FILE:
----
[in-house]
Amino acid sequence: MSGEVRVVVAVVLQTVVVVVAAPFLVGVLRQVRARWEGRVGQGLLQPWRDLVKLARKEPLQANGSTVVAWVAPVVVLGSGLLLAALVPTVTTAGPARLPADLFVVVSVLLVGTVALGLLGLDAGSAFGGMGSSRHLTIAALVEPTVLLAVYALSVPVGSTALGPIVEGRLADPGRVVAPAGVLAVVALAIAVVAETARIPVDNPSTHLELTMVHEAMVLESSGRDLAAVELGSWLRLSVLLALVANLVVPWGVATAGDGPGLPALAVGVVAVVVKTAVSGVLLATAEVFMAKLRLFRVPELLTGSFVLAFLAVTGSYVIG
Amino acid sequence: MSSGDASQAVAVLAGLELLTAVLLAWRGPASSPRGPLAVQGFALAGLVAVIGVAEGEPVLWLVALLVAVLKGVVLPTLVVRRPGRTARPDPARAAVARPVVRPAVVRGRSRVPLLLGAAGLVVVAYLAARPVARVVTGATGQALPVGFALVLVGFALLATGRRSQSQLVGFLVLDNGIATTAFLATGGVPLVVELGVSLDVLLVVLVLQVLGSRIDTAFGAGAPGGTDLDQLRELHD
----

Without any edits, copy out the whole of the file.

[in-house]
Amino acid sequence: MSGEVRVVVAVVLQTVVVVVAAPFLVGVLRQVRARWEGRVGQGLLQPWRDLVKLARKEPLQANGSTVVAWVAPVVVLGSGLLLAALVPTVTTAGPARLPADLFVVVSVLLVGTVALGLLGLDAGSAFGGMGSSRHLTIAALVEPTVLLAVYALSVPVGSTALGPIVEGRLADPGRVVAPAGVLAVVALAIAVVAETARIPVDNPSTHLELTMVHEAMVLESSGRDLAAVELGSWLRLSVLLALVANLVVPWGVATAGDGPGLPALAVGVVAVVVKTAVSGVLLATAEVFMAKLRLFRVPELLTGSFVLAFLAVTGSYVIG
Amino acid sequence: MSSGDASQAVAVLAGLELLTAVLLAWRGPASSPRGPLAVQGFALAGLVAVIGVAEGEPVLWLVALLVAVLKGVVLPTLVVRRPGRTARPDPARAAVARPVVRPAVVRGRSRVPLLLGAAGLVVVAYLAARPVARVVTGATGQALPVGFALVLVGFALLATGRRSQSQLVGFLVLDNGIATTAFLATGGVPLVVELGVSLDVLLVVLVLQVLGSRIDTAFGAGAPGGTDLDQLRELHD